ST. JOSEPH — Berrien County Board of Commissioners Chairman Mac Elliott expects a public report to be issued following the investigation of a special counsel into allegations of a possible conflict of interest involving Commissioner Teri Freehling.

On Thursday, commissioners passed a resolution giving attorney John Dewane “full power and authority” to look into the issue, including interviewing county employees, obtaining documents and reviewing the board’s bylaws.

Dewane, a retired Berrien County judge, was appointed last week to investigate allegations that Freehling failed to disclose a possible conflict of interest concerning money that went from the drain office to her late husband. He will be paid $215 an hour.

The Berrien County prosecutor’s office declined to seek misdemeanor criminal charges against Freehling over the alleged failure to disclose a conflict of interest. Freehling, who hasn’t attended a meeting since May, serves on the finance committee, which reviews and votes on bids.

The resolution states that the special counsel “shall have unrestricted access to all records and documents in the possession or under the control of any county employee, and shall have access to and the full cooperation of each commissioner and all county employees, including but not limited to corporate counsel and the county administrator, who shall direct his staff to provide whatever assistance is needed.”

County employees are mandated to “preserve and retain all records and documents in their possession” connected with the issue.

Not all of that information will automatically be made public. The resolution stipulates that “the county does not waive the attorney-client privilege following disclosure to Special Counsel,” including privileged or confidential records.

“Anything that he looks at that is privileged stays privileged,” Elliott said.

Commissioner Jon Hinkelman asked whether the clause concerning attorney-client privilege would prevent a report being issued to the public.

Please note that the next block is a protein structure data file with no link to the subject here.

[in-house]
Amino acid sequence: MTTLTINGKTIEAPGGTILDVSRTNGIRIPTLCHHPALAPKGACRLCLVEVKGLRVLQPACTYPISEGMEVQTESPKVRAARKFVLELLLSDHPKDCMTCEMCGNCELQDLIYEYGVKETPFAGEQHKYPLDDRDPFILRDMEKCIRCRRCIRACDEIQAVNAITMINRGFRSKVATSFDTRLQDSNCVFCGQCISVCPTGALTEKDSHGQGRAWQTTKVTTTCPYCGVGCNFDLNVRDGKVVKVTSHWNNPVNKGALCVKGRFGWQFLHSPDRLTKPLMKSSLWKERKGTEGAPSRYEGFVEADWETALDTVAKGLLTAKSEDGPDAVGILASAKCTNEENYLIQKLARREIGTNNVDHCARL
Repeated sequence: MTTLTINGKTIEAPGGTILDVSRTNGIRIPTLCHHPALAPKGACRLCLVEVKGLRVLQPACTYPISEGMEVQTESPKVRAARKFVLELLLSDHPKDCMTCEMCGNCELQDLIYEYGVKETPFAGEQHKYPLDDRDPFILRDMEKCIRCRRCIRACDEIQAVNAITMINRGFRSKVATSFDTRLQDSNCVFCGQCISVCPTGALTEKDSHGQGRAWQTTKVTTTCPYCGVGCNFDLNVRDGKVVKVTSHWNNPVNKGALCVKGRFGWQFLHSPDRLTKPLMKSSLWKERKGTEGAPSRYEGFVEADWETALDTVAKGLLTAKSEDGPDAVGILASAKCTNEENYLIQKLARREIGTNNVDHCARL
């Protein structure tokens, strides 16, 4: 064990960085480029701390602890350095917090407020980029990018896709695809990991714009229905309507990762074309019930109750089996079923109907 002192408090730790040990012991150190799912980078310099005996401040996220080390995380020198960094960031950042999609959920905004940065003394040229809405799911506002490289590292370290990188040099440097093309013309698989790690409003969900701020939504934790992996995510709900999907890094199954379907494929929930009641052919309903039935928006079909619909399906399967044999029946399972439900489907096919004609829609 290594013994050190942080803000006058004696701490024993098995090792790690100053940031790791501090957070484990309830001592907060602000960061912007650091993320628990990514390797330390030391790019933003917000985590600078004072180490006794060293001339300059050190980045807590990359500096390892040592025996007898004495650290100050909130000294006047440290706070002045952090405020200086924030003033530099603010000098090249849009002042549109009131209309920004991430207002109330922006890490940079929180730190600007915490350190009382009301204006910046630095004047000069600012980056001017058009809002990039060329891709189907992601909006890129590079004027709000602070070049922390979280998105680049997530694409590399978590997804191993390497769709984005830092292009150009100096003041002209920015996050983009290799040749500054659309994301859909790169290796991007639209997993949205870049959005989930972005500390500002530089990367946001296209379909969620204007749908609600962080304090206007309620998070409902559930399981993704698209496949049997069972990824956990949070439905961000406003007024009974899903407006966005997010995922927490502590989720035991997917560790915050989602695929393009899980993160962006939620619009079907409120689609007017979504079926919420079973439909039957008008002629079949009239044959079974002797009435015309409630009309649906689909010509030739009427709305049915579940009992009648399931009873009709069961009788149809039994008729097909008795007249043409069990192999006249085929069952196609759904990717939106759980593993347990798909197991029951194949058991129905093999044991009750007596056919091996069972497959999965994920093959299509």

Corporate Counsel James McGovern said that the final report will belong to the board.

After the meeting, Elliott said there would be a public report, and that it might resemble the Mueller Report on election interference, with some confidential information redacted.

Hinkelman also wanted to know if the authority to talk to all county employees extended to Drain Commissioner Christopher Quattrin, an elected official.

McGovern said that Dewane could ask to speak to the drain commissioner, but the county board could not force Quattrin to comply.

Hinkelman said that while he was “very much in favor” of the resolution, he was concerned about whether it was telling commissioners how to feel about the issue.

Commissioner Bill Chickering responded that the investigation would deal with facts, not feelings, and the information provided would direct commissioners on how to think about the matter.

A report is expected within three weeks.

Benton Township resident Jerry Sirk urged commissioners to look at ways of strengthening their bylaws “to keep this from happening again.”

The issue concerns contracts awarded by the drain office to Doug Hartzler, of Bridgman, who then rented heavy equipment from Patrick Freehling. Hartzler was paid around $400,000 over two years, a significant portion of which went to Freehling, who died in May in an accident at his Baroda Township farm.

Hartzler has filed a civil suit against Teri Freehling, the estate of her late husband, and Quattrin, alleging fraud concerning the contracts.

Last week County Administrator Bill Wolf, speaking as a private citizen during a board meeting, said commissioners should ask the state attorney general to look into “allegations of serial corruption” among elected officials. Elliott said such a request “won’t happen on my watch.”

Contact:, 932-0360, Twitter: @HPMatuszak